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  • kmer size and coverage cutoff for digital normalization using the khmer suite


    I want to use digital normalization on a set of single cell sequencing data as well as metagenomic date from low complexity communities. I'm probably missing some really obvious point, but I just really not sure how to apply the recommended diginorm cutoffs to my relatively long Miseq-reads.

    Both, our single cell sequencing and our low-complex metagenomic sequencing data, were produced on a Miseq, yielding several million paired-end reads of ~250-300 bp length each.

    The general recommendations in the khmer documentation state that you should normalize to a coverage of 1x to 5x using three-pass normalization and a kmer size of 20.

    My question is: are those recommendations really suited for modern "long read" illumina data? If i reduce the kmer coverage for all kmers of length 20 to 5x or less, won't that reduce the coverage for larger kmers far too extremely?

    Without diginorm, the optimal kmer-size using e.g. metavelvet is mostly around k81-101 for my datasets. How can there be enough kmer-coverage left for kmers at that size for deBruiJn-graph based assemblies if already the kmers of length 20 are reduced to less than 5x coverage?

    My version of khmer doesn't seem to support using kmers larger than 31 so apparently larger kmer-sizes are simply not needed for diginorm. I just do not understand why...

  • #2
    diginorm k-mer size/coverage doesn't directly correlate with assembly parameters

    Hi jov14,

    the short answer is that because khmer/diginorm retains or rejects entire reads, the k-mer size and coverage of that process are only weakly connected with what the assembler sees and does. That having been said, we are working on increasing k size and doing things like memory efficient error correction instead, which would give you more choices.

    A slightly longer answer: what diginorm is actually doing is aligning the reads to the De Bruijn graph, and while the alignment process depends on k, the alignment itself is not so sensitive to k. Then, diginorm looks at the coverage of the alignment in the graph and decides whether to accept or reject the read. This changes the coverage from random/whole genome shotgun to systematic/smooth, which has many (often good) effects on the resulting assembly. But it also tweaks the coverage distribution - while a coverage of 5 would be disastrous for whole genome shotgun (because you'd miss ~5% of bases!) the variance on the diginormed data is much lower, so you get a reduced set of reads that still contain all the information of the original set of reads.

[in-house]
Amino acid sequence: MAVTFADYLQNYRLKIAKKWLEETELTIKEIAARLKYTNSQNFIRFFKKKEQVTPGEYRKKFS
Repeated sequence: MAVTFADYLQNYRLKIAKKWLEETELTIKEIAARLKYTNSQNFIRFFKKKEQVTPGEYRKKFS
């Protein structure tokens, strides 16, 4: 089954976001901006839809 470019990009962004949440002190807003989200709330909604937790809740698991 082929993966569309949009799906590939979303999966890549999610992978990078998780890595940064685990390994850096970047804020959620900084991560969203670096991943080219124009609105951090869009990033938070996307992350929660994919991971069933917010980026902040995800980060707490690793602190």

I hope that helps!


    • #3
      Oh, sorry, to answer your original question:

      I would suggest running a single pass C=20/k=20, and only doing further error trimming etc if you are running into out-of-memory problems. We've found C=20/k=20 works pretty well for most sequence.


      • #4
        Thanks for your answer and suggestion!
        After Iposted this "problem" and had some more time to think again it came back to me:
        Since, as you say, Diginorm only starts to exclude reads if ALL kmers in a read already have counts higher than the cutoff and reads are always kept if even only one new kmer is present in the read, of course the final kmer coverage for each individual kmer will be much higher than the cutoff. I simply forgot that and my problem is really nonexistant.

        Acutally I already used three pass normalization procedures on previous data (where I had read lengths of 100 bp) using C=20 in the first pass and C=5 in the third (must have picked that up in one of your tutorials somewhere).
        I usually then do two assemblies, one with first-pass-normalized data and one with third-pass-normalized data and then just pick the assembly that looks best (At least for single cell data both are usually way better than with non-normalized data).

        However, would you say that for higher read lengths higher kmer values would bring some advantages (I would expect at least the identification of unique kmers for the kmer-trimming/error-correction-step would be perhaps more specific), or would you say the values should better just be left as they are?


        • #5
          You can probably get slightly better performance on nasty large repetitive genomes with larger k-mers, for sure! I balance that in my lab against the point that we feel very comfortable with k=20/C=20 for transcriptomes and metagenomes based on our personal experience.

          Report back if you play around - I'd love to hear more!


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